By the year 2030, there will be roughly 79 million people enrolled in Medicare. That number showcases the popularity of the program, particularly amongst low-income seniors.
If you’re approaching the age of 65 and are wondering whether or not Medicare is something you should be looking into, you’ve come to the right place. In this post, We’re going to go over several Medicare facts you may not be aware of.
By arming yourself with information on this mode of healthcare coverage, you should be able to come to a sound determination on whether or not enrolling in Medicare will best serve your health needs. Keep reading to start learning!
1. Medicare Is Run by the Government
Those that prefer the government stay out of their healthcare need not apply for Medicare. The program is funded by the federal government and as such, you’ll need to answer to them when making claims on various medical services you receive.
The good news is that while the government issues your insurance, they (in most cases) don’t fully employ the doctor that’s issuing your treatment. That affords you some separation between elected/non-elected officials and your healthcare privacy.
2. The Program Is Mostly Targeted at Seniors
Healthcare coverage that’s furnished through Medicare was established primarily to aid seniors that could no longer work in attaining affordable medical services. That’s why, to enroll in Medicare, you have to be 65 years old.
There are exceptions to the 65 year enrollment age, of course. For example, if you have a covered medical disability, you may be able to claim Medicare coverage in advance of your 65th birthday.
You can learn more about disabilities and Medicare eligibility online.
3. High-Earning Individuals Pay More
Medicare is not a flat-rate health coverage plan. Depending on how much income you make, you’ll pay more for the same quality of coverage that a poorer person would.
The brackets that disclose how much individuals will make are updated regularly on the Medicare website so head over there to get the latest Medicare facts regarding what your cost obligations might look like.
4. You’ll Need to Pay Some Money Out of Pocket
The misconception that Medicare covers all medical costs is a widespread one. Medicare covers only 80% of qualifying medical expenses.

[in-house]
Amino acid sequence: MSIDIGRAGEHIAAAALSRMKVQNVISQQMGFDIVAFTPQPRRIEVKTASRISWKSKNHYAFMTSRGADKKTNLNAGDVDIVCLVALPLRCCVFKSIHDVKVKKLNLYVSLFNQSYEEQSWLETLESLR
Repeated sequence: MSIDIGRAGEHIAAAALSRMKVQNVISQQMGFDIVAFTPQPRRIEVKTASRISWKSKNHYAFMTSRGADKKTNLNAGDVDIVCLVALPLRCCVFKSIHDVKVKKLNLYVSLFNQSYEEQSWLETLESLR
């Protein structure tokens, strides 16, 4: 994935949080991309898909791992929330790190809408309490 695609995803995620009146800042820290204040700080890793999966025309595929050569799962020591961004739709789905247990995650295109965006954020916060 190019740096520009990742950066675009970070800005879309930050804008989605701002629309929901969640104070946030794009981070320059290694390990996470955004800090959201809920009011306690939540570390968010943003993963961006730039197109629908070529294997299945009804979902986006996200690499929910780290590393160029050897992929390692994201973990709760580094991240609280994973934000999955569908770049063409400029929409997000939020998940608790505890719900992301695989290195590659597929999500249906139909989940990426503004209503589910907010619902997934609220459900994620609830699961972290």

That means that if you needed an emergency surgery that carried a price tag of $30,000, you’d still need to pay $6,000 out of pocket. While it’s obviously helpful to be relieved of 80% of your medical costs, paying even 20% can be an impossibility for some low and even medium-income individuals.
This is why Medicare supplement plans have become popular. Many of them plug that 20% hole so you can live with confidence knowing that your medical expenses are covered fully.
5. Long-Term Care Is Not Included
One of the most expensive aspects of getting old is acquiring long-term care. Long-term care is the kind of regular nursing assistance an elderly person might need to manage medications, prepare meals, and the like.
One of the more unfortunate facts about Medicare we have to share is that the program will do nothing to cover costs associated with those sorts of services. That’s a huge problem for families since long-term care can cost as much as $8000 per month in some areas.
In some states, there are programs that help offset costs associated with long-term care. These programs exist outside of Medicare. Talk to local senior/disabilities advocates to learn more.
6. You Won’t Be Covered While Traveling
If you’re one of those older folks that love hopping on planes and seeing new parts of the world, good on you! The bad news is that when you’re abroad, you won’t be able to bill emergency healthcare expenses to your Medicare plan.
While that might sound like an issue, it is avoidable by picking up a short-term supplement plan. Short-term supplement plans for travel or “travel insurance” is low-cost and will make sure that when you’re abroad, your health is protected.
7. Money for Medicare Is Dwindling
Medicare costs hundreds of billions of dollars to keep afloat every year. The way the program is funded is by pulling a little bit out of every working adult’s paycheck each year.
Problematically, new entrants into the workforce are dwindling due to dropping birth rates. On the other side of the spectrum, seniors are retiring in staggering volumes.
That mismatch is creating conditions where the Medicare fund is losing money every year. It’s predicted that by the year 2026, Medicare will either go broke or more likely, will charge recipients much more to enjoy its coverage benefits.
8. Annual Checkups Are Free
Ending our list of Medicare facts on a positive note, we’re glad to tell you that Medicare does allow users to get an annual preventive checkup for free. These checkups help screen you for serious illnesses, dietary issues, and anything else you may want to discuss with your physician.
Armed with the information you receive during your checkup, you should be able to move through the year confidently and in good health.
We Hope Our Medicare Facts Brought You Clarity
Health insurance in the United States can be a confusing topic. With private insurers in the marketplace competing against public ones, which option is best for you?
We hope that the medicare facts we’ve shared have equipped you to better answer that question. After all, few things are as impactful to your long-term health as making informed decisions when it comes to how best to pay for your care.
If you’d like additional guidance on health topics, we’ve got you covered. Check out the newest information on our blog to discover more!